Sudden cardiac death (SCD) due to ventricular tachyarrhythmias is an important cause of mortality in the United States, 4% of which occurs in patients with structurally normal hearts. At least some arrhythmias are caused by ≥ 1 mutation in 1 of the genes that control electrical conduction through the heart by altering calcium homeostasis or depolarization or repolarization gradients in the ventricle. Although SCD may be the first presentation, patients may often present with symptoms of palpitations or hemodynamic compromise, such as dizziness, seizure, or syncope, particularly following exertion. They may also be made aware of possibly having the condition due to symptoms in other family members. The primary care physician is ideally placed to investigate these symptoms, including detailed clinical and family histories and examining the baseline electrocardiogram. In all inherited cardiac death syndromes, first-degree relatives should be referred to a cardiologist, and should undergo testing appropriate for the condition. While management of patients at risk of SCD largely centers on risk stratification and, if necessary, insertion of an implantable cardioverter-defibrillator, there are a number of other treatments being developed. β-Blockers are often very effective in preventing arrhythmic episodes associated with catecholaminergic polymorphic ventricular tachycardia and some subtypes of long QT syndrome. In certain situations, calcium channel blockers may also be used. Quinidine and isoproterenol can be useful in treating Brugada syndrome. Left cervicothoracic stellectomy may occasionally be used in the treatment of long QT syndrome. As the genetic basis of these diseases becomes known, genetic testing is forming an increasingly important part of diagnosis, and gene-specific therapy is an area under investigation.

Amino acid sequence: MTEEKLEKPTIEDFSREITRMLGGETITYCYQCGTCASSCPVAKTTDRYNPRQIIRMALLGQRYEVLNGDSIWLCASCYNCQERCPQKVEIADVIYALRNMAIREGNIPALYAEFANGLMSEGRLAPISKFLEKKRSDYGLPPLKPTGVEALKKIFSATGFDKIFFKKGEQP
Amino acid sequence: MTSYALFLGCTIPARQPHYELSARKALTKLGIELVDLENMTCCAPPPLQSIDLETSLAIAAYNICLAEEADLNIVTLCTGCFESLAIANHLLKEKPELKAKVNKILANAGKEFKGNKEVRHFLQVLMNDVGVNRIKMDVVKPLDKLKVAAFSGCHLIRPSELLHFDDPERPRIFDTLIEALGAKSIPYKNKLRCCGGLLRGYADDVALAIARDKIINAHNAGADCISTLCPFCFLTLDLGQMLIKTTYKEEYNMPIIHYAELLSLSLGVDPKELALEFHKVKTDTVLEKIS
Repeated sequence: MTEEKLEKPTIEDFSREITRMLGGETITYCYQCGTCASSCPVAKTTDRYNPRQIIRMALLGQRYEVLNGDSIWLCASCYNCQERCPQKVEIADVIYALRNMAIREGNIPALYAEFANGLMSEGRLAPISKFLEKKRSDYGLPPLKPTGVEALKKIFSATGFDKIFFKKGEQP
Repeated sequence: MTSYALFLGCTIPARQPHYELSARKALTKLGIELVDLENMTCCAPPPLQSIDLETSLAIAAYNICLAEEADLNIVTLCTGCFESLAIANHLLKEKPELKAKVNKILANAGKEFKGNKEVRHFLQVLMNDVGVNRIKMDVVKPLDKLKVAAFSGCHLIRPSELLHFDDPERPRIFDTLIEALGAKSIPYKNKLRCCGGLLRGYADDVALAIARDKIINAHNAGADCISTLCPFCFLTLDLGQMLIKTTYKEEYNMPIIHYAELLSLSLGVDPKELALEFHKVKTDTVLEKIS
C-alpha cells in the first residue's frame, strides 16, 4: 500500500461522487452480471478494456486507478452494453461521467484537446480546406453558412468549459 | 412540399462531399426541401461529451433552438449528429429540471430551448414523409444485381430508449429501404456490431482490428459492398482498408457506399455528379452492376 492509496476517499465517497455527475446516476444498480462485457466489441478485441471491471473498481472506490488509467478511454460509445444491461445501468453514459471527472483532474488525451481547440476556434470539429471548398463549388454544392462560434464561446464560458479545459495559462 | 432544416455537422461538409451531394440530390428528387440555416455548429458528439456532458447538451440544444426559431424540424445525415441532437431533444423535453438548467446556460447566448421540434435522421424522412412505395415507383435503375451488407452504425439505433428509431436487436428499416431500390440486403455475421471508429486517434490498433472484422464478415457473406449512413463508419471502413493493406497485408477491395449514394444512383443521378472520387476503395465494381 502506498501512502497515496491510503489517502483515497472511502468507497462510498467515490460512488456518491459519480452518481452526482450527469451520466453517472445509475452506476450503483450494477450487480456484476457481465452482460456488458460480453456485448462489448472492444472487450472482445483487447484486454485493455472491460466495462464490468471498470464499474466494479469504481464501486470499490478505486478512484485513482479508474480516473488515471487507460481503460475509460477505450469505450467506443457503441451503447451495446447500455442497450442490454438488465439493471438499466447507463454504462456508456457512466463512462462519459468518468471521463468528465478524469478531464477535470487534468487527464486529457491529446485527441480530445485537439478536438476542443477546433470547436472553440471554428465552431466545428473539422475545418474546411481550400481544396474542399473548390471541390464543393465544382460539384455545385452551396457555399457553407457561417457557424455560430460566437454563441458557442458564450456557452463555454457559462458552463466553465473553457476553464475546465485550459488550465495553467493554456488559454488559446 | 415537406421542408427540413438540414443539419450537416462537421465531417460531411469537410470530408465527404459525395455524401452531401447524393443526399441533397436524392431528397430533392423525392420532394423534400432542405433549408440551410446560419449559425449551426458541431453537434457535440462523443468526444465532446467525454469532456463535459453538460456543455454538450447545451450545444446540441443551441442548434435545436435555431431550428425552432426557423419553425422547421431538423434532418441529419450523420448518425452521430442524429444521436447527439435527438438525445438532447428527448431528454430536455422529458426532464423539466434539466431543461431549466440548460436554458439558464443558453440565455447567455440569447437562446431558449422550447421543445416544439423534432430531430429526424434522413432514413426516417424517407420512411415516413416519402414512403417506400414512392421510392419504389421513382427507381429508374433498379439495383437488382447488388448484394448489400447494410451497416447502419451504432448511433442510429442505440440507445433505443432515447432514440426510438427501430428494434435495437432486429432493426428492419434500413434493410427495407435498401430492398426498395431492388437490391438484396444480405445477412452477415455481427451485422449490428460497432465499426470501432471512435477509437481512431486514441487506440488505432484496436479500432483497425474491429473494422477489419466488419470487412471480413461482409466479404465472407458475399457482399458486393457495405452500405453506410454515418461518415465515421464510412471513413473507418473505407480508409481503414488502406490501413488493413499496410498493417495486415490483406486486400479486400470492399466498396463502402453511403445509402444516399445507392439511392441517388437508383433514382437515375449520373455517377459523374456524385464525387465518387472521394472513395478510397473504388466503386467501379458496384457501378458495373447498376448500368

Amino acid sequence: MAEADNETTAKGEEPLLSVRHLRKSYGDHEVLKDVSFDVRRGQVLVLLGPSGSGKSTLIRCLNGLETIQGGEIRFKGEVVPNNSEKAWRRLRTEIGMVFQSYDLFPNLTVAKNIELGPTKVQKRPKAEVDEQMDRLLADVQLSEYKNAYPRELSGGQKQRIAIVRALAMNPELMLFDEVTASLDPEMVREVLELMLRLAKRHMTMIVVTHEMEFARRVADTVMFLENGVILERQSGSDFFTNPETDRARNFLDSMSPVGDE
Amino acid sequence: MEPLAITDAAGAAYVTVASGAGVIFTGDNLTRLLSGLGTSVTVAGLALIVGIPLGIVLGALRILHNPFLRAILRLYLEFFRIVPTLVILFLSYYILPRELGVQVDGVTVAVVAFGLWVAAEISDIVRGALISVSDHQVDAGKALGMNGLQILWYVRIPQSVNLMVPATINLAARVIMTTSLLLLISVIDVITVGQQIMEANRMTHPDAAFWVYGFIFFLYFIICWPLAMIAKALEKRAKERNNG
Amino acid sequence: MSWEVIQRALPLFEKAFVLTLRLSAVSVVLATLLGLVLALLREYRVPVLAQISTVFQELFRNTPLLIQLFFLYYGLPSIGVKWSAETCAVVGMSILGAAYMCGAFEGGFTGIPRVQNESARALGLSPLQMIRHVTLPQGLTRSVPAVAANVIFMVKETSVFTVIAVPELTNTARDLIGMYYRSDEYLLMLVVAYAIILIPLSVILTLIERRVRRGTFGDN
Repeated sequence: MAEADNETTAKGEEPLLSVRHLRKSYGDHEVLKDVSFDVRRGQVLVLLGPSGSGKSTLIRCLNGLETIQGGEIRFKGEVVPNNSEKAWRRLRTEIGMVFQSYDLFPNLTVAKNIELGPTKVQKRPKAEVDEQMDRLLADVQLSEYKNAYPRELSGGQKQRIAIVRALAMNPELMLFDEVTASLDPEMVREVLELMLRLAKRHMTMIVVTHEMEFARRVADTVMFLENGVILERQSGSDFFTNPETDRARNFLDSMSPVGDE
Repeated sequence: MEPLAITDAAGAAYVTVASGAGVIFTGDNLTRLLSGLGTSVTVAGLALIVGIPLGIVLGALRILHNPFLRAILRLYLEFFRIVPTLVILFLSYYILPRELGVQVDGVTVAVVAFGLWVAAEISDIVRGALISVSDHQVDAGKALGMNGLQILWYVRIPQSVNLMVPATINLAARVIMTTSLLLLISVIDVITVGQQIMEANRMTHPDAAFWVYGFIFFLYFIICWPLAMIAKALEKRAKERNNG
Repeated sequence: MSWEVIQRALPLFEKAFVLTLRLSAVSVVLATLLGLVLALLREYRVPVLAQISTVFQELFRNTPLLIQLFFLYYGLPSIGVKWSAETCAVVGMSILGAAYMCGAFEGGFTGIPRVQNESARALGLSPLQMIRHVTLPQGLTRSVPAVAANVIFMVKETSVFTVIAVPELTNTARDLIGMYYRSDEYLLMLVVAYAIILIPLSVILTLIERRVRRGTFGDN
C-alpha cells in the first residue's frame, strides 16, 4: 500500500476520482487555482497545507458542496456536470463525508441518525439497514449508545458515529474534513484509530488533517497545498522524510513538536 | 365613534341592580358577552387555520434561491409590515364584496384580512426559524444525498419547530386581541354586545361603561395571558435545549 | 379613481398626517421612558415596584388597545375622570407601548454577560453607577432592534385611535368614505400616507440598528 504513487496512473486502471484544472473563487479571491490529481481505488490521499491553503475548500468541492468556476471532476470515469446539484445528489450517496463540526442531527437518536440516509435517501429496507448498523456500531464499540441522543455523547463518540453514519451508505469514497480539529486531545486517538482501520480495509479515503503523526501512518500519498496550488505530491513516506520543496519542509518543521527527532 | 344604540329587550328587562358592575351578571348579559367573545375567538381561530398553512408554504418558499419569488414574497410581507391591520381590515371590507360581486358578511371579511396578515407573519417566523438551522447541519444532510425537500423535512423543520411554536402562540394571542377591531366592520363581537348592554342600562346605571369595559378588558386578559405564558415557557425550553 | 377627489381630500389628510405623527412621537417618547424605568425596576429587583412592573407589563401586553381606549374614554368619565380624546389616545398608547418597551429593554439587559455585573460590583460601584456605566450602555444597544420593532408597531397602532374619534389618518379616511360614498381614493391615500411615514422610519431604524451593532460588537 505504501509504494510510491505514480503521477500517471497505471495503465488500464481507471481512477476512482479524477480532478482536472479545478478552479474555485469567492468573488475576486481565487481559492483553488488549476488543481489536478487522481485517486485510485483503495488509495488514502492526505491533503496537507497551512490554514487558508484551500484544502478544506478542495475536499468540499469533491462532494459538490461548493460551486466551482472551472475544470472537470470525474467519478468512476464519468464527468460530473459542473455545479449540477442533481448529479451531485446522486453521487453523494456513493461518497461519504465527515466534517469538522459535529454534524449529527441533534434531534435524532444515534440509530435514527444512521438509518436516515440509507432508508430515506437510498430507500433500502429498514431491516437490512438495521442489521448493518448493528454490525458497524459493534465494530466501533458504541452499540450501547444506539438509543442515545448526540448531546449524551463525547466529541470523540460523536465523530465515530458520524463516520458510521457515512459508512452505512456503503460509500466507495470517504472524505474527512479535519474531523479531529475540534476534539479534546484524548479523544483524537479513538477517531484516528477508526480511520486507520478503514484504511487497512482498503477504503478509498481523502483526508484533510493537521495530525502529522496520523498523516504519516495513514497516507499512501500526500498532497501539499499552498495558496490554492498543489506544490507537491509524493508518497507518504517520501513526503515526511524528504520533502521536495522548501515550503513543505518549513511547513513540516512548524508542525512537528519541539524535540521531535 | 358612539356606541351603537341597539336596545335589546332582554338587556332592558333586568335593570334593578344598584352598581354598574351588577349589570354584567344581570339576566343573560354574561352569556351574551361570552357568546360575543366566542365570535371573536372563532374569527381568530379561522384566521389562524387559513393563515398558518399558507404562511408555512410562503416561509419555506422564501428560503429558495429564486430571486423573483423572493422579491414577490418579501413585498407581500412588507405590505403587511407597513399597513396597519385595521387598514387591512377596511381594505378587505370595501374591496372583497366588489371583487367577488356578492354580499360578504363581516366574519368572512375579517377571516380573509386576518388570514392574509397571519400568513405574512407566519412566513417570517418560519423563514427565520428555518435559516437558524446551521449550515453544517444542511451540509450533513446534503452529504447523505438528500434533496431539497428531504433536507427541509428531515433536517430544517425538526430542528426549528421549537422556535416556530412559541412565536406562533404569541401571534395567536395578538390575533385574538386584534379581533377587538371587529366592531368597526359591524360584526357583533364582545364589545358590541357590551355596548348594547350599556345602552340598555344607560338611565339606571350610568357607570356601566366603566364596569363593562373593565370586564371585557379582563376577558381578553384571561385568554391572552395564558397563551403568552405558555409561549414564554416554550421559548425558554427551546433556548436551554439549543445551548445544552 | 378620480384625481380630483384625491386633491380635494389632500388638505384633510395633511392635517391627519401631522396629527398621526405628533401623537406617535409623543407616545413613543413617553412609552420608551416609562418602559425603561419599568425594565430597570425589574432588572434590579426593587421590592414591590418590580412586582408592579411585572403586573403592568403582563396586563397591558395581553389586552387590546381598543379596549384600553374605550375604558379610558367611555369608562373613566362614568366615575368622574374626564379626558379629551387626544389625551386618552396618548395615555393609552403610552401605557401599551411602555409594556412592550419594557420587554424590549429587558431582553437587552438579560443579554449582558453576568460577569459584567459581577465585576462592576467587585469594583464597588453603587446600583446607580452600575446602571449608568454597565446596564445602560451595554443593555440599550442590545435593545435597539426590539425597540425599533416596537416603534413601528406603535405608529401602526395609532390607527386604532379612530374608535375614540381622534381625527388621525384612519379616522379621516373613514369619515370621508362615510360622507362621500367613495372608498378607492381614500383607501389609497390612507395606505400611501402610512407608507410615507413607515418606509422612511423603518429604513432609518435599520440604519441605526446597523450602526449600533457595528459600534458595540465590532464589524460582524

- Implantable cardioverter-defibrillator
- Sudden cardiac death
- Ventricular arrhythmia